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July 22, 2014


Naps have long widely considered a rejuvenating luxury and something is taken advantage of only by everyone who can afford to do so, but is it an economic tool? The government of South Korea seems to be thinking that way; in a recent announcement the municipal government of Seoul will institute an optional nap policy for employees who wish to take advantage of it. The policy will enable employees to take a one-hour nap between the hours of 1 p.m. and 6 p.m., assuming that they provide their supervisors with notification (that morning) of their plans to take a nap during the afternoon.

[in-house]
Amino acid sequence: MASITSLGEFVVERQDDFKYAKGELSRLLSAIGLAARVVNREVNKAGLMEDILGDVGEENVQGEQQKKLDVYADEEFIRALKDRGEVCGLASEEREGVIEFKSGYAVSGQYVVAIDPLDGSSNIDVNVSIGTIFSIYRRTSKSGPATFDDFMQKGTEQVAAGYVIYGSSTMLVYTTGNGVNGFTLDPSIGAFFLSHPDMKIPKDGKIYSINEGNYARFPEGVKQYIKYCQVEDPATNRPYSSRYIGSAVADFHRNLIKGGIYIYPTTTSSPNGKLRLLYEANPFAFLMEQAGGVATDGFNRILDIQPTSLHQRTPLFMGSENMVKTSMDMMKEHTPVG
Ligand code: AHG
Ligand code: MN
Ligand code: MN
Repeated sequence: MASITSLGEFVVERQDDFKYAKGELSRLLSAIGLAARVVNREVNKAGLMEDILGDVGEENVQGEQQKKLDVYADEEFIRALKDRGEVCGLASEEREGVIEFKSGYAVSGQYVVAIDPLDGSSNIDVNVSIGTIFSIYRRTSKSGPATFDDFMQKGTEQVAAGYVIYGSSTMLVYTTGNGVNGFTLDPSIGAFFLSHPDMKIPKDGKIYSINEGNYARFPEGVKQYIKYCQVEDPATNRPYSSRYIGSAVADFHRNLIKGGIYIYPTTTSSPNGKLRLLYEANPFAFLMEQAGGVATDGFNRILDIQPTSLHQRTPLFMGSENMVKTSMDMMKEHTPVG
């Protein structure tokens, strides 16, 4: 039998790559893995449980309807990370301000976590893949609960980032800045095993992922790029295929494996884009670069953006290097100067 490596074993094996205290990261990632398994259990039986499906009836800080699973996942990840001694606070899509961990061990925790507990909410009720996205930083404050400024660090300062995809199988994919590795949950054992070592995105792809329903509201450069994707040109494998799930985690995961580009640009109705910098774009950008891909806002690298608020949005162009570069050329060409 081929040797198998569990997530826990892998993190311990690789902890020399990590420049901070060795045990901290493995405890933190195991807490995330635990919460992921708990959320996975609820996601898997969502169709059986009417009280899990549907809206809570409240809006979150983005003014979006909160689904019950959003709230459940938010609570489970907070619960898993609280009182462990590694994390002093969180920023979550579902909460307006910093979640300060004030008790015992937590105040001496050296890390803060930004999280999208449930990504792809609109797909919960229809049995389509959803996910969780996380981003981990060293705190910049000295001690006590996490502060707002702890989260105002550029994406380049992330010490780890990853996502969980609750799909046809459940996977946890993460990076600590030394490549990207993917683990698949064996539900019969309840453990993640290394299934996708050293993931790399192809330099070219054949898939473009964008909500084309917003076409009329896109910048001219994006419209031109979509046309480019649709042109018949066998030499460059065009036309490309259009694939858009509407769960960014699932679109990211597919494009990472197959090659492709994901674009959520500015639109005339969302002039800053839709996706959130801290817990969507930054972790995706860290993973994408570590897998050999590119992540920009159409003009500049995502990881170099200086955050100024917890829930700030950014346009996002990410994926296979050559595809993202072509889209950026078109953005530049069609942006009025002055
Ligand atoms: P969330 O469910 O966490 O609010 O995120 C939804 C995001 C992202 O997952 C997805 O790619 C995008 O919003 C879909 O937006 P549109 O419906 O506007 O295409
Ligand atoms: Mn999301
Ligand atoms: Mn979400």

This idea is not as radical as it might sound at first: companies as large and well-known as Google and Proctor & Gamble have instituted naptime policies and even purchased specific chairs to enable more sound sleeping.

With the average worker clocking in over 2,100 hours per year, South Koreans put in the most hours out of any OECD nation, and many organizations are worried about the impact of fatigue on performance. While currently limited to government workers in Seoul, the possibility that this may spread to private service professionals is interesting; with jobs that might require evening entertaining of clients, employees might be more productive if given the opportunity to nap during the day.

Food for thought!


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